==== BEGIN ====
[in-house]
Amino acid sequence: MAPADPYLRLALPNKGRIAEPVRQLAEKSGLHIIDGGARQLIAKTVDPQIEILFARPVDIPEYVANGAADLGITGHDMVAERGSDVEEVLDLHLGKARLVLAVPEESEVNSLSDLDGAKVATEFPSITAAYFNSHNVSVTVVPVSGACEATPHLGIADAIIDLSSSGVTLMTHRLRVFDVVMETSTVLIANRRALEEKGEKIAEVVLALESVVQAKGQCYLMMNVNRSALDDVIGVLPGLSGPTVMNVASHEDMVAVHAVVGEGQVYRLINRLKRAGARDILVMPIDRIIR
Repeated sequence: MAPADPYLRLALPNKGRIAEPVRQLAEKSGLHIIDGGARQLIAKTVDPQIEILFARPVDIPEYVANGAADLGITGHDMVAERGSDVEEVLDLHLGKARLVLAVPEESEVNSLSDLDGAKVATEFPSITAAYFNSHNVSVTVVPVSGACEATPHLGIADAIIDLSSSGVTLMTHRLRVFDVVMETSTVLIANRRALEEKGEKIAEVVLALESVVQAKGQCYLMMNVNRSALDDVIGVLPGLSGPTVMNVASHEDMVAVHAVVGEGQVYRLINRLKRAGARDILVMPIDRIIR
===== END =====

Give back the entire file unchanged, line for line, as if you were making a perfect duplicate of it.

[in-house]
Amino acid sequence: MAPADPYLRLALPNKGRIAEPVRQLAEKSGLHIIDGGARQLIAKTVDPQIEILFARPVDIPEYVANGAADLGITGHDMVAERGSDVEEVLDLHLGKARLVLAVPEESEVNSLSDLDGAKVATEFPSITAAYFNSHNVSVTVVPVSGACEATPHLGIADAIIDLSSSGVTLMTHRLRVFDVVMETSTVLIANRRALEEKGEKIAEVVLALESVVQAKGQCYLMMNVNRSALDDVIGVLPGLSGPTVMNVASHEDMVAVHAVVGEGQVYRLINRLKRAGARDILVMPIDRIIR
Repeated sequence: MAPADPYLRLALPNKGRIAEPVRQLAEKSGLHIIDGGARQLIAKTVDPQIEILFARPVDIPEYVANGAADLGITGHDMVAERGSDVEEVLDLHLGKARLVLAVPEESEVNSLSDLDGAKVATEFPSITAAYFNSHNVSVTVVPVSGACEATPHLGIADAIIDLSSSGVTLMTHRLRVFDVVMETSTVLIANRRALEEKGEKIAEVVLALESVVQAKGQCYLMMNVNRSALDDVIGVLPGLSGPTVMNVASHEDMVAVHAVVGEGQVYRLINRLKRAGARDILVMPIDRIIR